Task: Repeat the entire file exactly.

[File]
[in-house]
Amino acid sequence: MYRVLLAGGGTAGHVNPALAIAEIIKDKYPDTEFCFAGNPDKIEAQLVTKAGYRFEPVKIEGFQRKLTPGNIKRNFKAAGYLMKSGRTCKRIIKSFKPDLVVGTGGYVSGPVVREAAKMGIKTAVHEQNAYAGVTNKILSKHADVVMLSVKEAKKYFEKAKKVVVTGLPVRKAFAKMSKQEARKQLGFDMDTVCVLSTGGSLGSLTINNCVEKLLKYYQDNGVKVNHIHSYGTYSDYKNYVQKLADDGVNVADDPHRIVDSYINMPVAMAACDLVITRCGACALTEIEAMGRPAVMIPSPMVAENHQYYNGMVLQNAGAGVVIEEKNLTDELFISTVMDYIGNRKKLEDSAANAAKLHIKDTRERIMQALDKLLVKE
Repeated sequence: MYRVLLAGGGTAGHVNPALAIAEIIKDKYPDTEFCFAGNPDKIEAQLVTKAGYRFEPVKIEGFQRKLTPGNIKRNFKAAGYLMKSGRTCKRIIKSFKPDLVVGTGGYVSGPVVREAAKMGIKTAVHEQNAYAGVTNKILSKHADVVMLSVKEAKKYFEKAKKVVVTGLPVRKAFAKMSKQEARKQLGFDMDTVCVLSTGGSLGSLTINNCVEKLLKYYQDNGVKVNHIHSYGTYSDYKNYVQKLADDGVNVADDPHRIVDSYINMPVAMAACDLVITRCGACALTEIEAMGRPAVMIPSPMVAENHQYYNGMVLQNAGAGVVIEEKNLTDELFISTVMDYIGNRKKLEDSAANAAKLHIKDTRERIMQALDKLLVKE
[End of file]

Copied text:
[in-house]
Amino acid sequence: MYRVLLAGGGTAGHVNPALAIAEIIKDKYPDTEFCFAGNPDKIEAQLVTKAGYRFEPVKIEGFQRKLTPGNIKRNFKAAGYLMKSGRTCKRIIKSFKPDLVVGTGGYVSGPVVREAAKMGIKTAVHEQNAYAGVTNKILSKHADVVMLSVKEAKKYFEKAKKVVVTGLPVRKAFAKMSKQEARKQLGFDMDTVCVLSTGGSLGSLTINNCVEKLLKYYQDNGVKVNHIHSYGTYSDYKNYVQKLADDGVNVADDPHRIVDSYINMPVAMAACDLVITRCGACALTEIEAMGRPAVMIPSPMVAENHQYYNGMVLQNAGAGVVIEEKNLTDELFISTVMDYIGNRKKLEDSAANAAKLHIKDTRERIMQALDKLLVKE
Repeated sequence: MYRVLLAGGGTAGHVNPALAIAEIIKDKYPDTEFCFAGNPDKIEAQLVTKAGYRFEPVKIEGFQRKLTPGNIKRNFKAAGYLMKSGRTCKRIIKSFKPDLVVGTGGYVSGPVVREAAKMGIKTAVHEQNAYAGVTNKILSKHADVVMLSVKEAKKYFEKAKKVVVTGLPVRKAFAKMSKQEARKQLGFDMDTVCVLSTGGSLGSLTINNCVEKLLKYYQDNGVKVNHIHSYGTYSDYKNYVQKLADDGVNVADDPHRIVDSYINMPVAMAACDLVITRCGACALTEIEAMGRPAVMIPSPMVAENHQYYNGMVLQNAGAGVVIEEKNLTDELFISTVMDYIGNRKKLEDSAANAAKLHIKDTRERIMQALDKLLVKE